A friend recently shared an article by the former Australian Ambassador to China.
Now, I understand the author is close to him, so I aim to be respectful, but there were moments when I felt the piece echoed sentiments that is rather out of touch.
I agree with the author that politicians should be practical and well-versed in their dealings. In viewing of this, a diplomatic trip to Beijing might indeed be productive.
However, certain points in support of this stance struck me as questionable. For instance, the author’s claim that Beijing’s air quality improved mainly due to relocating steel plants seemed oversimplified. A conversation with Hebei locals might offer a more rounded perspective.
Regarding his comments on Hong Kong:
…little things have changed there, despite political freedoms and legal independence having been constrained.
This is a shockingly oversimplified view, glossing over some significant shifts in the region, to put it mildly.
What particularly caught my attention was the last paragraph:
Historically, envoys from neighbouring states visiting Beijing with tribute often returned home with gifts greatly more valuable than those that were given. The ritual of the relationship is what mattered. It was form, courtesy and respect. It was not transactional. So, in going, the prime minister may well leave with his saddlebags full and be a little more informed.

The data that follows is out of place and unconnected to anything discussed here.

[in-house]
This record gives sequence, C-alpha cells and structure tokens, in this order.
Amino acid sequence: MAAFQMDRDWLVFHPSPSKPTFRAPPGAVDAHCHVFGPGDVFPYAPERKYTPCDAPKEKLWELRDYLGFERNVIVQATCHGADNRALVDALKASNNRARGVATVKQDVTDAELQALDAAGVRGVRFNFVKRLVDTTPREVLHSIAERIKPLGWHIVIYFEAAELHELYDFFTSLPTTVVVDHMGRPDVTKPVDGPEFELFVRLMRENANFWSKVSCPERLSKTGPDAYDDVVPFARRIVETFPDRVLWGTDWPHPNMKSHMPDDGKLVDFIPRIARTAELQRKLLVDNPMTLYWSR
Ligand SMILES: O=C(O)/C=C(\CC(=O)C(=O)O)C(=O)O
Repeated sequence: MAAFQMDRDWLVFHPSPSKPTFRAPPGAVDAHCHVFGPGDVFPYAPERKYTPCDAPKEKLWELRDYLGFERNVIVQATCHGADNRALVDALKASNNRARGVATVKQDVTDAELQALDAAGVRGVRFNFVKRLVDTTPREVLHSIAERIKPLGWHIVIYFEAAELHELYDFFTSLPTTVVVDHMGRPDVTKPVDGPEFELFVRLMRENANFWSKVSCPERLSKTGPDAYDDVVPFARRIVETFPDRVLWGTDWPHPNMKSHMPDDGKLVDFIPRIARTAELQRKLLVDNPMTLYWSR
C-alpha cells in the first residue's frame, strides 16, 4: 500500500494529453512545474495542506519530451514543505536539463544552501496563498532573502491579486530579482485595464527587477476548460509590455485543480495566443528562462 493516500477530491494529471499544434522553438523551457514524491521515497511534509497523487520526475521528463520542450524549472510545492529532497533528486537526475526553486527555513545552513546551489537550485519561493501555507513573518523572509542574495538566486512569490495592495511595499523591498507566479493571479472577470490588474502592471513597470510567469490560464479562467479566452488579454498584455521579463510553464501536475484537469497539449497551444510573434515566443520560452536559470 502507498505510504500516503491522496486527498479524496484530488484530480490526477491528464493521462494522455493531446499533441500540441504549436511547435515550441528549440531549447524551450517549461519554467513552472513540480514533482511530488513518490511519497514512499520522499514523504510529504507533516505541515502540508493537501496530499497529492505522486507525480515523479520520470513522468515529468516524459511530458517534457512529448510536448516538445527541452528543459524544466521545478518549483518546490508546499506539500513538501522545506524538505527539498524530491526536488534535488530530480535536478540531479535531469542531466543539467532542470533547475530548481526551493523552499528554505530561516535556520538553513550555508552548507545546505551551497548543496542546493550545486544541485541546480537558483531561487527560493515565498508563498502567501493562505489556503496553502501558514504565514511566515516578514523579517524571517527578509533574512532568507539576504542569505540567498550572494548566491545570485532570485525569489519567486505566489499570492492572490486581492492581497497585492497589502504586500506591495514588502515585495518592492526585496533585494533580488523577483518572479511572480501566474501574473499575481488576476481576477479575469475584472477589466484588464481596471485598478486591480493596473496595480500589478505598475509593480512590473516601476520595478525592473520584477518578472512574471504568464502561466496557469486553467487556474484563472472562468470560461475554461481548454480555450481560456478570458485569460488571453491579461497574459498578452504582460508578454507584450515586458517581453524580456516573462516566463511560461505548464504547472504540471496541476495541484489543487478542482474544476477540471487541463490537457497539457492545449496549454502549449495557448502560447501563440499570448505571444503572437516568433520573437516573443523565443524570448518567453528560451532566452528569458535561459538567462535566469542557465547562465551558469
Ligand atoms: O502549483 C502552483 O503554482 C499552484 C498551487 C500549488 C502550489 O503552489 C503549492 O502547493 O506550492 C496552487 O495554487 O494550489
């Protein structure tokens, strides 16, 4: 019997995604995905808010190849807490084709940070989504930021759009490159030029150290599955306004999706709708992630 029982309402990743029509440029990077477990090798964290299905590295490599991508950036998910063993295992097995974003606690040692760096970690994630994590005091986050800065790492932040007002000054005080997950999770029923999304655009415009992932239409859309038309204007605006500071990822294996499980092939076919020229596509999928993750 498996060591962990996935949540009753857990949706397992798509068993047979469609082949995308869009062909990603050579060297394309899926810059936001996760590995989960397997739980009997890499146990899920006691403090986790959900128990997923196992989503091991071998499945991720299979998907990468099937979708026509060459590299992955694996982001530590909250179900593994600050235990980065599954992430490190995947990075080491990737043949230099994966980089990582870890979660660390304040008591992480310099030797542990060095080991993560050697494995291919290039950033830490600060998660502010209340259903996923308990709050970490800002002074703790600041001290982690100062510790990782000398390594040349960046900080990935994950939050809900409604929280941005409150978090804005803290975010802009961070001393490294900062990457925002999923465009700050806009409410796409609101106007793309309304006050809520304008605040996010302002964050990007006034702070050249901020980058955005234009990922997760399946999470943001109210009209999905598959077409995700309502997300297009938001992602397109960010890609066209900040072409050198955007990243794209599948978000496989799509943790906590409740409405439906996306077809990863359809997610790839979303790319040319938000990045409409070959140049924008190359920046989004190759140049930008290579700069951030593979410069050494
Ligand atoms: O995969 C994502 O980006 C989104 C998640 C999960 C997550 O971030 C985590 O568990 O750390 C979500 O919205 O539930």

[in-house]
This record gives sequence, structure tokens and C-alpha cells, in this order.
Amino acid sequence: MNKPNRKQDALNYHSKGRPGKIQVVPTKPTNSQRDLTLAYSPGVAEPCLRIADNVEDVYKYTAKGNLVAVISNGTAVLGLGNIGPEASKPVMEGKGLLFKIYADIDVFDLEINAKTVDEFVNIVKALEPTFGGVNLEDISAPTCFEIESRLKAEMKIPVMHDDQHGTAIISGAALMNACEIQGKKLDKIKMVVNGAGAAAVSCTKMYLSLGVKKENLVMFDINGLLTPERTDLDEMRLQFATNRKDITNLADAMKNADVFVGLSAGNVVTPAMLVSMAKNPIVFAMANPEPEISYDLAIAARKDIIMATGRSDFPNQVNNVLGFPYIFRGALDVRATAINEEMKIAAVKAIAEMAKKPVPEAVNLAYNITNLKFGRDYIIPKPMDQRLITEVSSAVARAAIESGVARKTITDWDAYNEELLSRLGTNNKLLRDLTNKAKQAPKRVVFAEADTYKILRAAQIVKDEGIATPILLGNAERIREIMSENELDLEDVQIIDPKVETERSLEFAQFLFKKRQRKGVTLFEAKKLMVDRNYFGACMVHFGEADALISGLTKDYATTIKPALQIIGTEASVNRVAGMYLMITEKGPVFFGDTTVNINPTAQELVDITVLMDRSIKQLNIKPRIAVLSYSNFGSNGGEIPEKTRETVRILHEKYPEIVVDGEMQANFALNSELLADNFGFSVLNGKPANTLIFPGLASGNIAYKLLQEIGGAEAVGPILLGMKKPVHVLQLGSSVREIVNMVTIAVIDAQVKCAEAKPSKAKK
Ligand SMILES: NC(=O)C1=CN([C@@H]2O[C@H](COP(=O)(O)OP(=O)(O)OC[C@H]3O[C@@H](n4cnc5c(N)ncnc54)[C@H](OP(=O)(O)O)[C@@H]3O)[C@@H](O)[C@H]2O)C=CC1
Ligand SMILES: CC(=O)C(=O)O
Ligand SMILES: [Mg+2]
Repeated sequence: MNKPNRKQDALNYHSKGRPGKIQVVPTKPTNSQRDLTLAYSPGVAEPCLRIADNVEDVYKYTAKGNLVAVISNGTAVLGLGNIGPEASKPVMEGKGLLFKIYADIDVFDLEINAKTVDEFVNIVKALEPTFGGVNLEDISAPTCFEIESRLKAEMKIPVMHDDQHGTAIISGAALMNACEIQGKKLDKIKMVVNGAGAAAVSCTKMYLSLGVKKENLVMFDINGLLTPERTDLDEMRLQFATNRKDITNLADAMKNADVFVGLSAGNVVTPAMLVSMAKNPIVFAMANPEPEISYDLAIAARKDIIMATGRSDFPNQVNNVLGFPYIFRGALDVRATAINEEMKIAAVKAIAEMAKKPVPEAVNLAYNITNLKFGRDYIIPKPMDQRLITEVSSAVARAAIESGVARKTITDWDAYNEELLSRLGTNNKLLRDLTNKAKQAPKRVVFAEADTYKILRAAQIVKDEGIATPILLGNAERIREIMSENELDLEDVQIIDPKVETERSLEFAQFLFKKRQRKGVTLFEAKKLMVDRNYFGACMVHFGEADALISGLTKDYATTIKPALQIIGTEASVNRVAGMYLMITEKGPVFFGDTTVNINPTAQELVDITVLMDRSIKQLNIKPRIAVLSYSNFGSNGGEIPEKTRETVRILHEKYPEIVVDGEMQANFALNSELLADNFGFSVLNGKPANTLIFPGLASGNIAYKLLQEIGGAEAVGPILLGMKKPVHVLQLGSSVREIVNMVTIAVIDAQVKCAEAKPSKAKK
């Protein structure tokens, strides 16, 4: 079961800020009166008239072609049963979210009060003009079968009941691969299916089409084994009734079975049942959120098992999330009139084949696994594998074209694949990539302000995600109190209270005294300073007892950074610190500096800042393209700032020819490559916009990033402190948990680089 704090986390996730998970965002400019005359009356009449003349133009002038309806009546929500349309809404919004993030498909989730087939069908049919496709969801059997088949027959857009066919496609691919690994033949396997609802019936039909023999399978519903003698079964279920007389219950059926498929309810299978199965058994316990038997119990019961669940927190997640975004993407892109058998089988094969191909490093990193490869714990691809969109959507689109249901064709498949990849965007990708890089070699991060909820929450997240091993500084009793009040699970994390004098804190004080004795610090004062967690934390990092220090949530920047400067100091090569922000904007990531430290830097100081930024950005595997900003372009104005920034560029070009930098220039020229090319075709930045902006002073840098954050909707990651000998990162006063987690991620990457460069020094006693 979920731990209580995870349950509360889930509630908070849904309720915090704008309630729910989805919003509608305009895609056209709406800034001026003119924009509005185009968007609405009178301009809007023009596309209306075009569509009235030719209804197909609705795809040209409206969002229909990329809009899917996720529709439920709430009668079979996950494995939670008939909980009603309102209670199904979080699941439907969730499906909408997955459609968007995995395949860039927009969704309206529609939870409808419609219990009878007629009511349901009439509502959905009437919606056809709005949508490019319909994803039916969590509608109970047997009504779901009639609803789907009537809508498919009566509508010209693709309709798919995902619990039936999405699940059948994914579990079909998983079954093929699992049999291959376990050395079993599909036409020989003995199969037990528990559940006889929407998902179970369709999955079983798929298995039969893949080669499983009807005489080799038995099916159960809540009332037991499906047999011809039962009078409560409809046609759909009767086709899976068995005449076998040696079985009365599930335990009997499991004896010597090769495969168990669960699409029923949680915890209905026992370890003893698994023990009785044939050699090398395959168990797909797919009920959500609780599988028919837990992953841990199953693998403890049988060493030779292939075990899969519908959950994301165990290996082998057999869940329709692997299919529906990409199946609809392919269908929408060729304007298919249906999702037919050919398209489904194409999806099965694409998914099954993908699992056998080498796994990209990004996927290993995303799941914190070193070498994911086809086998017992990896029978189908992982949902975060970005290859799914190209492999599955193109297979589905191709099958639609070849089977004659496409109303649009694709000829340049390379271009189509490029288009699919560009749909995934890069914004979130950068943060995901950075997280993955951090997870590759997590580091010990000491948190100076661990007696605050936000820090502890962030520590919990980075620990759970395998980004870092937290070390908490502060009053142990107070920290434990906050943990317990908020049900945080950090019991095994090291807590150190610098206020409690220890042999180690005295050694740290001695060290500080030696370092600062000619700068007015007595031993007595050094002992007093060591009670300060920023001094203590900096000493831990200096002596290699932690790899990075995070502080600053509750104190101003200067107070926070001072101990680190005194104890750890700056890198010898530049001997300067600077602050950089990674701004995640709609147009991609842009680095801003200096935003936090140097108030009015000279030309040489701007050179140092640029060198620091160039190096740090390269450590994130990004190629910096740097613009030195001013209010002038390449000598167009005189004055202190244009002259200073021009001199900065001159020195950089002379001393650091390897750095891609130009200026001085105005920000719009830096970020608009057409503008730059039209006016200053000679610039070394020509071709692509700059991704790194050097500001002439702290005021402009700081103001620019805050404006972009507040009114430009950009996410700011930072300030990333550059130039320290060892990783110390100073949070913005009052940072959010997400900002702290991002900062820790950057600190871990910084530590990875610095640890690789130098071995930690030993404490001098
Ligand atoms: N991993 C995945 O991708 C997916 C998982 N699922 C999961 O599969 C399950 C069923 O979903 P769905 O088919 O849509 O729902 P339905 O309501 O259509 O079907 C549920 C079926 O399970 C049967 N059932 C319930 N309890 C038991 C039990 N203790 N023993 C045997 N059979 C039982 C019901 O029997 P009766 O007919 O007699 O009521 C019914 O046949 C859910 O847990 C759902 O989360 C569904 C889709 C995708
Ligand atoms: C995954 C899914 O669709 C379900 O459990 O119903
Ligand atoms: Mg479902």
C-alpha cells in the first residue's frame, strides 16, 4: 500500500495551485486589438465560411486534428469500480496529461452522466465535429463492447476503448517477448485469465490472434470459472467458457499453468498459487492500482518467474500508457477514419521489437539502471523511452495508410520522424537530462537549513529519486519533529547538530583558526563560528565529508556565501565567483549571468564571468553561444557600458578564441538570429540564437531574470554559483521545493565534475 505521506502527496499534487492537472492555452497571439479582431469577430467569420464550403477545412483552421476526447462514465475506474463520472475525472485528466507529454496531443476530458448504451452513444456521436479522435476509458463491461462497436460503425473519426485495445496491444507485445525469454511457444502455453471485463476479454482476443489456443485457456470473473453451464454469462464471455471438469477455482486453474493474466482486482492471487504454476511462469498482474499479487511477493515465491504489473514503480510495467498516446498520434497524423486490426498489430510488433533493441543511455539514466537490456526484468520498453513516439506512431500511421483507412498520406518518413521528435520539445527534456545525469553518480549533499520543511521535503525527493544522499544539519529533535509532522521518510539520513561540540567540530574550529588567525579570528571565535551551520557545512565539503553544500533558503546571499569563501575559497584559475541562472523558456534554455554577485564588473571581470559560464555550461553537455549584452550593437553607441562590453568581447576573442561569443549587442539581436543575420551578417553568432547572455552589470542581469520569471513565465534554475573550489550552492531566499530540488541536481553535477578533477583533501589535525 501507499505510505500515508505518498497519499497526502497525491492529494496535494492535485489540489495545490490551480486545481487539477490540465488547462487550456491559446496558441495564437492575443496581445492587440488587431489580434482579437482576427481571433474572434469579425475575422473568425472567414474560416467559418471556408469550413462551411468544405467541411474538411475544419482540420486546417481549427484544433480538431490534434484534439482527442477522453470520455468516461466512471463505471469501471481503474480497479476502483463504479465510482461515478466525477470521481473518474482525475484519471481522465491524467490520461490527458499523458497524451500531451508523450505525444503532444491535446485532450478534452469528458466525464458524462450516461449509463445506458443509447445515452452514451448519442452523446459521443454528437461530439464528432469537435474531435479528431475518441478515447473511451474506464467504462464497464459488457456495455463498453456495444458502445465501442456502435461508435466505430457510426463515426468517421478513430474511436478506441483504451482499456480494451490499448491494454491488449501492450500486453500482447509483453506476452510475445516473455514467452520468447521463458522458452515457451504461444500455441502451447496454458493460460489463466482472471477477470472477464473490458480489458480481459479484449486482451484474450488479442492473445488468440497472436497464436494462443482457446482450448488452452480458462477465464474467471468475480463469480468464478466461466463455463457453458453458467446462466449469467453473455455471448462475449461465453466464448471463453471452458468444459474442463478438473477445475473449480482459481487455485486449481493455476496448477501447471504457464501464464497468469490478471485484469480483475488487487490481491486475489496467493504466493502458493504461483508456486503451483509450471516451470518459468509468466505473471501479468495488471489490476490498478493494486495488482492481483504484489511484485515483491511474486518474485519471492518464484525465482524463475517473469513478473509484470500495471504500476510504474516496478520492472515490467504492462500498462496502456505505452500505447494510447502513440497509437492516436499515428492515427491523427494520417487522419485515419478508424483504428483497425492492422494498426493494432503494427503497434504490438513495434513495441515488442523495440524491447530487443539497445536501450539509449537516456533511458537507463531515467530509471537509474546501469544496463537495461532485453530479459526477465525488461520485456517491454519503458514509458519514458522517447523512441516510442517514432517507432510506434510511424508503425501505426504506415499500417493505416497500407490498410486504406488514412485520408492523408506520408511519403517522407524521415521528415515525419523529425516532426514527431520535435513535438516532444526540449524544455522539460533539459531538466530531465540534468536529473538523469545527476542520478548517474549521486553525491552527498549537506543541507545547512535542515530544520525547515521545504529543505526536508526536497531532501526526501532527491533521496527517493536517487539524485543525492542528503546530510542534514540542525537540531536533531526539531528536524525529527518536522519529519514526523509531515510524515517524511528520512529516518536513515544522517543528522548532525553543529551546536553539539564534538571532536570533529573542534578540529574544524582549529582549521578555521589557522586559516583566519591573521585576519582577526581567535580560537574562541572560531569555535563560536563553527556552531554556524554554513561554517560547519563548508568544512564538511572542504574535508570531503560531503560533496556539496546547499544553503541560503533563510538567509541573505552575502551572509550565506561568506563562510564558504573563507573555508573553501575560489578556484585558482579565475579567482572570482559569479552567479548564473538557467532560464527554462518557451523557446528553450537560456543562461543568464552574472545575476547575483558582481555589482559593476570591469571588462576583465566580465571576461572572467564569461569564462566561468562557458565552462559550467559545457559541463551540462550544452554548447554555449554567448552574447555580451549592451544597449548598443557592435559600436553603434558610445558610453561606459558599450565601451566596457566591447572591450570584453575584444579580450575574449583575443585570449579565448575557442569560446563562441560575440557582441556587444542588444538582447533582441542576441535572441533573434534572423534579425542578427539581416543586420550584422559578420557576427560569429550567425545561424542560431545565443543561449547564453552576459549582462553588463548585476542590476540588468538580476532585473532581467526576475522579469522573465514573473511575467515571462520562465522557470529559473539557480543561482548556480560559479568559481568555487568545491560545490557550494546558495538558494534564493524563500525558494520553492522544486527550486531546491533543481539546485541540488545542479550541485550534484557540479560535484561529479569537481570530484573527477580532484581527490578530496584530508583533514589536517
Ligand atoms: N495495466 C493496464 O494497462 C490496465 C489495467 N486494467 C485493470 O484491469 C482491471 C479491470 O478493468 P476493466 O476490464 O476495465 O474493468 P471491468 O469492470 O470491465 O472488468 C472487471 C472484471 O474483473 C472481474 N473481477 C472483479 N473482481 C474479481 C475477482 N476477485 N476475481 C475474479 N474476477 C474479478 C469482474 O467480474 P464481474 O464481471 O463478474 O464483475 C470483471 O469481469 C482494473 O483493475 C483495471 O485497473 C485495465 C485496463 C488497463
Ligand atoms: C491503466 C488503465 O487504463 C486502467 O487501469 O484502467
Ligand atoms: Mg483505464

Man, as a Chinese, a not-so-easily-offended one, I do feel slightly offended by this part. It is basically saying, the Chinese are stupid, you only have to play their game of courtesy and you will be greatly rewarded.
Which is, admittedly, quite true in the past, as is known to almost everyone. However, even so, relying on this premise for a visit seems inadequate, especially with the current economic climate in China. Yes, you will probably get rewarded, but probably not so handsomely as you would before. There’s a diminishing pool of resources and not all Chinese are in favor of their government’s overt generosity to other nations.
If Australia approaches with too much deference, it could be perceived as acquiescence, potentially inviting more aggression from the Chinese side.
Throughout, the author paints an admirable picture of China’s infrastructural accomplishments.
the bridges, immaculate six-lane highways, spaghetti-like intersections of high-speed train lines, and cranes across the horizon
Yet, in our post-COVID era, surely we recognize that societal progress isn’t solely about infrastructure? The narrative felt reminiscent of the awe many felt in 2008 when the world marveled at Beijing’s new infrastructure for the Olympics. If not for the brief mentioning of Beijing’s air quality improvements, I would have said that this article was written in 2008.